We’re coming off of a big month which included a two-day Dryad board meeting, International Data Week in Denver, and the Open Access Publishers meeting (COASP) in Arlington, VA. Combined with Open Access Week, we’ve been basking in all things #openscience at Dryad.
International Data Week 2016
International Data Week was a collection of three different events: SciDataCon 2016, International Data Forum, and the 8th Research Data Alliance Plenary Meeting. While it was my first time attending RDA and SciDataCon, it wasn’t the first time for the many Dryad board members who have been actively participating in these forums for years.
Dryad staff had the pleasure of participating in a few panels over the week. As part of SciDataCon, Elizabeth Hull discussed protecting human subjects in an open data repository. In another, as part of the RDA 8th Plenary, I participated in a discussion of the challenges surrounding sustainability of data infrastructure. (The talk is available on the RDA website. The panel starts at minute 30).
Participating in IDW reminded me how important our diverse community of stakeholders and members are to furthering the adoption of open data. Dryad members create a community and support our mission. Our members benefit by receiving discounts on data publication fees and by relying on a repository that stays current in the evolving needs and mandates that surround open data. We work together to help make open data easy and affordable for authors.
Asking OA publishers to be more open
Following International Data Week, I had the opportunity to participate for the first time in the Open Access Scholarly Publishers Association meeting, COASP 2016. Heather Joseph, Executive Director of SPARC kicked off the meeting with a keynote that urged attendees to consider how they would complete the phrase “Open in order to . . .” as a way to ensure that we all keep our sights on working toward something more than just ‘open for the sake of open’. Some of other memorable talks addressed the challenges with mapping connections from articles to other related outputs, and discussed the growing interest in alternative revenue models to article processing charges (APCs). I had the privilege to deliver a keynote entitled “Be More Open” which highlighted the connections between Open Access and Open Data movement, and I encouraged OASPA to add open data policies to their membership requirements.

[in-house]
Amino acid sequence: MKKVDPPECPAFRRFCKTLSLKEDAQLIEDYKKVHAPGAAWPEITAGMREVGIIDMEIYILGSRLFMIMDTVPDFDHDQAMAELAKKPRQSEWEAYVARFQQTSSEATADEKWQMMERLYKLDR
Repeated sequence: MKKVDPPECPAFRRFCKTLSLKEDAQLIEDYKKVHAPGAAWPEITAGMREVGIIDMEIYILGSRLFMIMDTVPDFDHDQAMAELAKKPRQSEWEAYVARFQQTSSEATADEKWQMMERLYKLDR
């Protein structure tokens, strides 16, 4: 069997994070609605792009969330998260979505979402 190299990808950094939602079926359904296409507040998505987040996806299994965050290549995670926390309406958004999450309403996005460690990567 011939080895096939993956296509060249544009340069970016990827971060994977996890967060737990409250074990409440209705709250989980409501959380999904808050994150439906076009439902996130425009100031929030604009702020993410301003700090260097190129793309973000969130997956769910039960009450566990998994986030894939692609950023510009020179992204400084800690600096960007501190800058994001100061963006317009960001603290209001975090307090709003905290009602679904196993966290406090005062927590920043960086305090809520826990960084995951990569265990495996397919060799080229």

I’d like to thank the organizers and sponsors of International Data Week and COASP 2016 for making these important conversations possible. In addition, I would also like to encourage any interested stakeholders to join Dryad and support open data.